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Farming at the Margins in the Andes: a geography of resilience and transformation

Feola G. 2014. Farming at the Margins in the Andes: a geography of resilience and transformation. Food Justice 2014. Knowing Food/Securing the Future, 16-17 July 2014, University of Reading, Reading, united Kingdom.


Abstract

Peasant communities in the Colombian Andes are facing times of transformation. In a territory that has been plagued by decades of armed conflict, climate change is already having effects on the ground, and the country has recently liberalization trade with the United States of America and the European Union. While peasant communities have shown resilience over centuries, it is unclear whether the pace and magnitude of the current pressures is beyond their capacity, and willingness, to change and adapt. The ongoing protests in the country confirm that peasant communities experience these pressures as threats to their survival. These protests are characterized by the co-existence of element of resistance and proactive demands for the right to defining in own terms the nature of the pressures faced, and the direction of future changes.

In this contribution, I draw on own ongoing ethnographic research in the Colombian Andes. I argue that it is necessary to understand the marginality of peasants in order to explain the resilience and transformation of these communities. I first outline the socio-political, physical and cultural marginalities, as observed e.g. in access to land and services, distance from markets, and non- utilitarian rationalities. I then illustrate how these marginalities interplay with agricultural modernization and climate change adaptation programs and determine their failure, albeit without reducing their disruption of peasant communities’ livelihoods and informal institutions.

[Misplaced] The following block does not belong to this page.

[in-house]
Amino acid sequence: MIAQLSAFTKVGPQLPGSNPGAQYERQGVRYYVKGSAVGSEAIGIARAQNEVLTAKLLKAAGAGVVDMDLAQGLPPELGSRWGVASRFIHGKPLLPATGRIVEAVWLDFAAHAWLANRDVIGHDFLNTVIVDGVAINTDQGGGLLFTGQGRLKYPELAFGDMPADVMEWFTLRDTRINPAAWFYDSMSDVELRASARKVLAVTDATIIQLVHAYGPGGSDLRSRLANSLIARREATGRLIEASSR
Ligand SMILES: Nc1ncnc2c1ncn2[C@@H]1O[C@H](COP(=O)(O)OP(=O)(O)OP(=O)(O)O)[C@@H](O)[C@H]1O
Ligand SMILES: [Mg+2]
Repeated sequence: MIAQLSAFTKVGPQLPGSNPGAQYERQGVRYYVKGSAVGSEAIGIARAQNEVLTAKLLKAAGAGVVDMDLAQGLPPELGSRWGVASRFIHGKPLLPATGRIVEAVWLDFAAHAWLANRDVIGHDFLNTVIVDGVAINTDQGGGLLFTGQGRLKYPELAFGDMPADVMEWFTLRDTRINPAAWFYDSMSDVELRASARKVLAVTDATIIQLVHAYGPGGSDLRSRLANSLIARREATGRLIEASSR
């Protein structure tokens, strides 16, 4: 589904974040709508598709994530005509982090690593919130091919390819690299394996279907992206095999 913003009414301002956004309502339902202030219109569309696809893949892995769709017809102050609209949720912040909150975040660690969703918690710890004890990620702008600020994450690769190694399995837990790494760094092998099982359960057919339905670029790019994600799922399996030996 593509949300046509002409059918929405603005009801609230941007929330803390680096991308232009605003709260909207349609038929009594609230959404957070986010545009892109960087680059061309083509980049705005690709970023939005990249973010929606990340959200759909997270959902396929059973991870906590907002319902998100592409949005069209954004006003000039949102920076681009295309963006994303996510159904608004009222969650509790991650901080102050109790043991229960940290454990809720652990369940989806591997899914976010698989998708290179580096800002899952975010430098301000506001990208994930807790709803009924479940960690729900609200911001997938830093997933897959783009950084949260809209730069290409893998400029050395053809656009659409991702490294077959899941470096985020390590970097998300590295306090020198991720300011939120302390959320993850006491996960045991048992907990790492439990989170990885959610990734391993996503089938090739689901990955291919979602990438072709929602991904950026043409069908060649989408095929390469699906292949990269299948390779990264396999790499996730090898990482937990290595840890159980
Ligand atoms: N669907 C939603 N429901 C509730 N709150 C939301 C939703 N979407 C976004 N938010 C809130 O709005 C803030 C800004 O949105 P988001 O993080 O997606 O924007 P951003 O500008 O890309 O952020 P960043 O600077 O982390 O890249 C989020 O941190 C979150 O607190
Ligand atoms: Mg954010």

I conclude by highlighting that the marginality of peasants has also protected cultural diversity in the form of informal institution (e.g. reciprocity). Without naively idealizing peasant traditions, and recognizing the rapid disappearance of these alternative forms of social organization and interaction with the natural environment, I suggest that these institutions not only can be important elements of an endogenous transformative program in the Andes, but also examples of cultural models from which modern societies can learn.